Most powerful people are on the manager's schedule. It's the schedule of command. But there's another way of using time that's common among people who make things, like programmers and writers. They generally prefer to use time in units of half a day at least. You can't write or program well in units of an hour. That's barely enough time to get started.
When you're operating on the maker's schedule, meetings are a disaster. A single meeting can blow a whole afternoon, by breaking it into two pieces each too small to do anything hard in. Plus you have to remember to go to the meeting. That's no problem for someone on the manager's schedule. There's always something coming on the next hour; the only question is what. But when someone on the maker's schedule has a meeting, they have to think about it.
I love the way he lays out the two kinds of time. I bump into this a lot when dealing with the outside world--there seem to be an infinite number of opportunities for meetings. At first, it doesn't seem that hard to squeeze one in here or there. After all, I'm working from home. I can spare an hour or two here or there. And I'm social (which is why I'll never leave theatre for good). And I'm bad at saying No.
But they add up. And as Graham points out, it's not just the hour of the meeting time that gets consumed, but a good chunk of what was going to be productive time (there's travel and prep time and just distraction time). My day is already pretty short during the school year (8:30 a.m. - 2 p.m.), and work time is extremely scarce during the summer.
I'm facing a fall with a lot of commitments, both writing-wise and organizational, and I'm going to have to find a way to clear time enough for actually making stuff. Here are the organizations that I am involved with at the moment:
- StageSource (I'm a board member and on a major committee at the moment)
- Theatre Community Benevolent Fund (I'm a board member)
- The 200 Foot Garden (running it)
- Brookline Special Education Parent Advisory Council (I'm co-chair for the coming year. LOTS of meetings)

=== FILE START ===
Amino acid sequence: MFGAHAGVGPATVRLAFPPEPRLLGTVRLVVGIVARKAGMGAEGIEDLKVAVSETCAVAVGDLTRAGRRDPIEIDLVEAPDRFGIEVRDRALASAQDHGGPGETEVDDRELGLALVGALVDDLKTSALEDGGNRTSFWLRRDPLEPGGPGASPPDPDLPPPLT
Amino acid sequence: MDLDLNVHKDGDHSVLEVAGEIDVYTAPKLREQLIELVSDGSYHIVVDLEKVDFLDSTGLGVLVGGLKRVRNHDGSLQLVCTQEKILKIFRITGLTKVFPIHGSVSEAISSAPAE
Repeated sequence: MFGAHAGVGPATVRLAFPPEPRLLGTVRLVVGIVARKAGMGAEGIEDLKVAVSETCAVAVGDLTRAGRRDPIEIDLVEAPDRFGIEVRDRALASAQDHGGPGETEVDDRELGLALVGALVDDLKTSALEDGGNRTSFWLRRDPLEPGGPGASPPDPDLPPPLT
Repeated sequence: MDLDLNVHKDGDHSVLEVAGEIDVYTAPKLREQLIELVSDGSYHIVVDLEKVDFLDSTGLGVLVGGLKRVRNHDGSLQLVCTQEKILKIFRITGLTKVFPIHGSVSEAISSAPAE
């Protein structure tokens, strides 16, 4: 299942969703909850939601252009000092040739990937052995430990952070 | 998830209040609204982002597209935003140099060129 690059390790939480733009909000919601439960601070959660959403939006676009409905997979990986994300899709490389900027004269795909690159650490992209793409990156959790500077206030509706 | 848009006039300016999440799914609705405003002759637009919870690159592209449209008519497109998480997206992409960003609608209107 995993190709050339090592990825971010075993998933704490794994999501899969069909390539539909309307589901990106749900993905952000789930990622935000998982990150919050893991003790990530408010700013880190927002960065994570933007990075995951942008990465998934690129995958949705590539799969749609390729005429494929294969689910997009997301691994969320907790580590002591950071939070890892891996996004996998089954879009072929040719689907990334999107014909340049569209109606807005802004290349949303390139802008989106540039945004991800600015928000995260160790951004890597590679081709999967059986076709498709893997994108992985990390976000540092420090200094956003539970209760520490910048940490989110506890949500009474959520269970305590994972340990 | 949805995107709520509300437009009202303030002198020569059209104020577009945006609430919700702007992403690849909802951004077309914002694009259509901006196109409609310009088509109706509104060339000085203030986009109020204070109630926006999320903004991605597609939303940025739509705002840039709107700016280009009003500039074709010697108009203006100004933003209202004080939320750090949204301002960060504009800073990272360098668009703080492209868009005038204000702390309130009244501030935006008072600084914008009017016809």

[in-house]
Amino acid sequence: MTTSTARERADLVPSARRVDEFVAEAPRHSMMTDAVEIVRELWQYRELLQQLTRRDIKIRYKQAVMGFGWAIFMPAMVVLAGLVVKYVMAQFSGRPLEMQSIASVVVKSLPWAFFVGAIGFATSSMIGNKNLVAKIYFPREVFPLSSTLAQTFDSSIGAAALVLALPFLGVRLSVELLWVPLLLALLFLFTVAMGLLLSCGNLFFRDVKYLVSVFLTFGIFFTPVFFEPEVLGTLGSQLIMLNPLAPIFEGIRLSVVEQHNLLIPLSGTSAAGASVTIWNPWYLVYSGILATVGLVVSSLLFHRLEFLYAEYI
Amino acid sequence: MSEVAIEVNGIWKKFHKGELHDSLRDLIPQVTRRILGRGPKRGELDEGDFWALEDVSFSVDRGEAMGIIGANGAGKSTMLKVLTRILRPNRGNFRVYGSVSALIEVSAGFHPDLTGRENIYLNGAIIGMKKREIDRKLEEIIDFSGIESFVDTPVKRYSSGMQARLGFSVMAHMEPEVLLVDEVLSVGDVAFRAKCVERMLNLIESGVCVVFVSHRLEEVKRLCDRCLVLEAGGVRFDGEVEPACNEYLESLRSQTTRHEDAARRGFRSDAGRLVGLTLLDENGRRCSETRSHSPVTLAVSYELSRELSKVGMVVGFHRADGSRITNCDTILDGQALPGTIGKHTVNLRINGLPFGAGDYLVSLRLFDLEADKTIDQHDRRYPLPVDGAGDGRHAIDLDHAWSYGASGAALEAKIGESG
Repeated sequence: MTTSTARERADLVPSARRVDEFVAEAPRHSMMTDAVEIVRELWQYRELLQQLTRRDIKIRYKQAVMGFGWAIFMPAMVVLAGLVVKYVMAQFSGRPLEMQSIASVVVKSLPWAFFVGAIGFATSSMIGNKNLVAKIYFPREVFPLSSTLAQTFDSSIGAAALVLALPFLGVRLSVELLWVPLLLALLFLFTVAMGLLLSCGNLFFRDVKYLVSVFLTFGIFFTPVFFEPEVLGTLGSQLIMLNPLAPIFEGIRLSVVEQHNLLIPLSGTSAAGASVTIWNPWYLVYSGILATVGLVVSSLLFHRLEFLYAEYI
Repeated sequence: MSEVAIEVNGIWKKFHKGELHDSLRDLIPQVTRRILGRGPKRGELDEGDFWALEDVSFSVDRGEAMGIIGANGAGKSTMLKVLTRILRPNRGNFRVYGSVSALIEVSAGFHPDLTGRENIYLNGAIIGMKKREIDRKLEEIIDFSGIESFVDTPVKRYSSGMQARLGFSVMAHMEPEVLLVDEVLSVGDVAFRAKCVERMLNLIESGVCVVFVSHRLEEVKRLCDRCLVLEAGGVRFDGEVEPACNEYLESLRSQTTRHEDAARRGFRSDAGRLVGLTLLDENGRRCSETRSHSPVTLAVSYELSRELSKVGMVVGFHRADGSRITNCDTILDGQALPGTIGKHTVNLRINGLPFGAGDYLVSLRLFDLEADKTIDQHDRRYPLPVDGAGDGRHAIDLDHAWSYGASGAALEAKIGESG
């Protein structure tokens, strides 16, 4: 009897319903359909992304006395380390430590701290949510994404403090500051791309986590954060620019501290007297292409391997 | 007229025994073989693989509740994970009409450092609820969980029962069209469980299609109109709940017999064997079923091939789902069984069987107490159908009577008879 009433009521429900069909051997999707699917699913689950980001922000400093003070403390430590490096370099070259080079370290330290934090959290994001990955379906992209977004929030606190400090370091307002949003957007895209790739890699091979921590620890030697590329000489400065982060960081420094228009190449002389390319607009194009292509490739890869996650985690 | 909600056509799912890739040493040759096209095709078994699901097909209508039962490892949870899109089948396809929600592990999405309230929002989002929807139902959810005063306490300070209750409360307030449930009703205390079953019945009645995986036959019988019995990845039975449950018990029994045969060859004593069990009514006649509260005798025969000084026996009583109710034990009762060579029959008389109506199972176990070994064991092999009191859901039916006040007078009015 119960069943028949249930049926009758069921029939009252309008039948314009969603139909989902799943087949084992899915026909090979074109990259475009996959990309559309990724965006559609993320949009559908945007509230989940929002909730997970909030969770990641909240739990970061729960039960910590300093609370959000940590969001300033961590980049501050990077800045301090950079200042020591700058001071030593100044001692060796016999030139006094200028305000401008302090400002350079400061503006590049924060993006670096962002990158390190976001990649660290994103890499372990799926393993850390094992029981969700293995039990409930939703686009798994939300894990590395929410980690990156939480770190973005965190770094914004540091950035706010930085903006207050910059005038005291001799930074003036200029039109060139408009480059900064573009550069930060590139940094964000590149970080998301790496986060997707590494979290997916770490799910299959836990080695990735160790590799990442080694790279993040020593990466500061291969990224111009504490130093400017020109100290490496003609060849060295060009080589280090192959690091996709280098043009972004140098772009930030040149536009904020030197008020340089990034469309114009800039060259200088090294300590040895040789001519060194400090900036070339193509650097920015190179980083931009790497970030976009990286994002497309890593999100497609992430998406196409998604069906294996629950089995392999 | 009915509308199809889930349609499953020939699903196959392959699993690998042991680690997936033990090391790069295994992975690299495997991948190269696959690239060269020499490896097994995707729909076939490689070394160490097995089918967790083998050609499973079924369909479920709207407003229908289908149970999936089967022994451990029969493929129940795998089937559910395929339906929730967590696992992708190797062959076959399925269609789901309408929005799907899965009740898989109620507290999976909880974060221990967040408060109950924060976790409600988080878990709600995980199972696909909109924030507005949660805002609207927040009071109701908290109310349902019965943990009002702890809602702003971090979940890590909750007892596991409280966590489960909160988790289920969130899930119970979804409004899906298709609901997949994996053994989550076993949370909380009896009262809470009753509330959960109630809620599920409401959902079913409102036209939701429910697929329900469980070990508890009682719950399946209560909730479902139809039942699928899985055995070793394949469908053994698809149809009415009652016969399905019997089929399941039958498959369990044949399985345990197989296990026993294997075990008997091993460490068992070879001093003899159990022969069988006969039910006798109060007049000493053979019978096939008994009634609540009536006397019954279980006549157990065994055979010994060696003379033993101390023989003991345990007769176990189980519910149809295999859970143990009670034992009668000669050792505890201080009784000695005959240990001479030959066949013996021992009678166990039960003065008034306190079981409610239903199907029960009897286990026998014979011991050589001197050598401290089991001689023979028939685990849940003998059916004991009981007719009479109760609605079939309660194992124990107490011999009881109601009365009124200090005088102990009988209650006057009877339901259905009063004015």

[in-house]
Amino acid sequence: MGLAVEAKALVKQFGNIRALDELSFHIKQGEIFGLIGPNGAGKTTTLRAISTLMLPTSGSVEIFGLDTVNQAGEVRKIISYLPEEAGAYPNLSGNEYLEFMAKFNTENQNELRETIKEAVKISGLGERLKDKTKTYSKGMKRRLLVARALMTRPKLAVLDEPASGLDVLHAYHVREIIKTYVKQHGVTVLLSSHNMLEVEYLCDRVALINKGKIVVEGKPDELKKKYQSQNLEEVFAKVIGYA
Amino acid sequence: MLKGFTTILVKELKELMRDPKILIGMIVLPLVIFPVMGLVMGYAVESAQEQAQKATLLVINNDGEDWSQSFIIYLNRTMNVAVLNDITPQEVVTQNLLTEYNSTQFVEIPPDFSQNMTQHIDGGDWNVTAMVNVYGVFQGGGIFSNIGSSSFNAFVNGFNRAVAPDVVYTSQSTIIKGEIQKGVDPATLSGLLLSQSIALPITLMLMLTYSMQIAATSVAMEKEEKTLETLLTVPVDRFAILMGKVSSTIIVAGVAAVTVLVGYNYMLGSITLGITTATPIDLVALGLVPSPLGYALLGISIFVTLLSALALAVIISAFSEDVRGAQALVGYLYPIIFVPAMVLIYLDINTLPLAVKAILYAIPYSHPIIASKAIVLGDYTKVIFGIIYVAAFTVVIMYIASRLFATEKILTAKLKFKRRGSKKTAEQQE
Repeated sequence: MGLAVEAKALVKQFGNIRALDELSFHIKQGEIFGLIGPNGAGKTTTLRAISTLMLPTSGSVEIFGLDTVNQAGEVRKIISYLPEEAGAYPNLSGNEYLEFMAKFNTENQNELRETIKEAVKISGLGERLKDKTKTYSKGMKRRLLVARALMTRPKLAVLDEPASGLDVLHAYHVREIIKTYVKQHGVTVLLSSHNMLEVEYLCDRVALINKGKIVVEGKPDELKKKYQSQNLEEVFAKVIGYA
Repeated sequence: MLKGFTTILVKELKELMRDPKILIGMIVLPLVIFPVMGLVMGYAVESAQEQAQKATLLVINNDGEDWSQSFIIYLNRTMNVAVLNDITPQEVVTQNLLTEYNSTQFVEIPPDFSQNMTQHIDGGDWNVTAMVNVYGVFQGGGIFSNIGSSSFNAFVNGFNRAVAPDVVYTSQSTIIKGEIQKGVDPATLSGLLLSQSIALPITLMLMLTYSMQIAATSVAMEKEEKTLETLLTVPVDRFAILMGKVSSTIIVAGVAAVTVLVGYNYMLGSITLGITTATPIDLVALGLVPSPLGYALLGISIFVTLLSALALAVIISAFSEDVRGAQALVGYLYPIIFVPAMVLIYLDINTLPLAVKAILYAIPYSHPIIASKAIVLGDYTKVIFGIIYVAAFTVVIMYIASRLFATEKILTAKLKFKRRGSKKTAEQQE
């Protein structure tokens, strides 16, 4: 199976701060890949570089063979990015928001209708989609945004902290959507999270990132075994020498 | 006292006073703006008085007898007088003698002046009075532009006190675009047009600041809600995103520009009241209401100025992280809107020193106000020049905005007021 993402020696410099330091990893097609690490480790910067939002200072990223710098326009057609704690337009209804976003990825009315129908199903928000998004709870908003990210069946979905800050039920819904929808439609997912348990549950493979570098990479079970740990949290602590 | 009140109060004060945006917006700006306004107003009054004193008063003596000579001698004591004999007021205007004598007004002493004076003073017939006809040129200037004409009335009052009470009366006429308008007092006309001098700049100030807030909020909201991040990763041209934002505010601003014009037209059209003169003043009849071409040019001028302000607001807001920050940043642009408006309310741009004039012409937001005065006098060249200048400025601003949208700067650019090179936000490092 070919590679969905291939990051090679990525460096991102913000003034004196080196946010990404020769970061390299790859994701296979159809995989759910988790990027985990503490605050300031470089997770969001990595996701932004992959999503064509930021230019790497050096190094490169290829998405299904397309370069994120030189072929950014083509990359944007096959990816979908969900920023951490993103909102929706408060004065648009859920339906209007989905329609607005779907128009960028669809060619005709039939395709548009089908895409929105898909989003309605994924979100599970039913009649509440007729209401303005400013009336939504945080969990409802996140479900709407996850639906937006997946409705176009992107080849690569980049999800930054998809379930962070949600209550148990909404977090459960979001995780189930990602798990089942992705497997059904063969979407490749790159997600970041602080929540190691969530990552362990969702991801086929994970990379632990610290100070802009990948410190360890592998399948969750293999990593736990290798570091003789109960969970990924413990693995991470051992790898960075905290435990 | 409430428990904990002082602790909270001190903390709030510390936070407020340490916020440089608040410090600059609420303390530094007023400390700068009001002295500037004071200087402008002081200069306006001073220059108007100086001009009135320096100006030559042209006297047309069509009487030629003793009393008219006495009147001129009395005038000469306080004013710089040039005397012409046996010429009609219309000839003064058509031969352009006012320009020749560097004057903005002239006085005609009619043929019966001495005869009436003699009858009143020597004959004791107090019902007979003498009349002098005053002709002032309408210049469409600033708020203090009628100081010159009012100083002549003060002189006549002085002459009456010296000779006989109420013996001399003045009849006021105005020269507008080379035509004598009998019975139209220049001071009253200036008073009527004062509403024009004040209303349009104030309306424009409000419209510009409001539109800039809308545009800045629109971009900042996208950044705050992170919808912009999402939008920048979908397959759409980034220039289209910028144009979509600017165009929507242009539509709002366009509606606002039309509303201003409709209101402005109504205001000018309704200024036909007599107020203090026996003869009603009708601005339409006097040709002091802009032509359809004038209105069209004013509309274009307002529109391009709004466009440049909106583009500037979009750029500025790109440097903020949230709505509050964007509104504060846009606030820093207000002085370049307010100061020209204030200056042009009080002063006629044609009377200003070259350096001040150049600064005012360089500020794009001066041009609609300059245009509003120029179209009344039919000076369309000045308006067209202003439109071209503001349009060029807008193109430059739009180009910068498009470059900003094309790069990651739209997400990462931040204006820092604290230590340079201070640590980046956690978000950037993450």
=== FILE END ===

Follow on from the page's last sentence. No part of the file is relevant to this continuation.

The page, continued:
- Rhombus (my playwrights' group--run by all 6 of us)
- My fiction writer's group
- Bountiful Brookline (I'm on the steering committee, but haven't been to many meetings lately)
- The Playwright Online Submission Binge (run it, but it's not that much work most of the time, and no meetings)
When I'm smart and feeling particularly disciplined, I try to reserve most mornings for writing and not even turn on my e-mail until noon (this is VERY hard for me). I'm going to have to start swimming my way back towards that habit this fall (it'll take a while), because I have a novel (or two) to revise for my agent, a new novel to write, a play to revise, and a new draft of a play to finish.
I'm a pretty good juggler (both literally and figuratively), but the lists above are definitely giving me a serious challenge. Finding a way to stay fully engaged in my writing as well as in my community is something I struggle with all the time. Sometimes it's more than I can figure out how to handle. (I'm a little scared about this fall.) Graham's essay helped me understand where the most uncomfortable conflicts arise--around the space that's needed for creation--both the writing and reading and just plain thinking. I'm pretty good at making some writing time, since it still feels like I'm in motion, but the reading and thinking is just as important, and I need to make more of an effort to force myself to sit still and quietly sometimes.
Sooner or later I'm going to have to learn how to just say no. (At least to meetings.) But I might be a slow learner.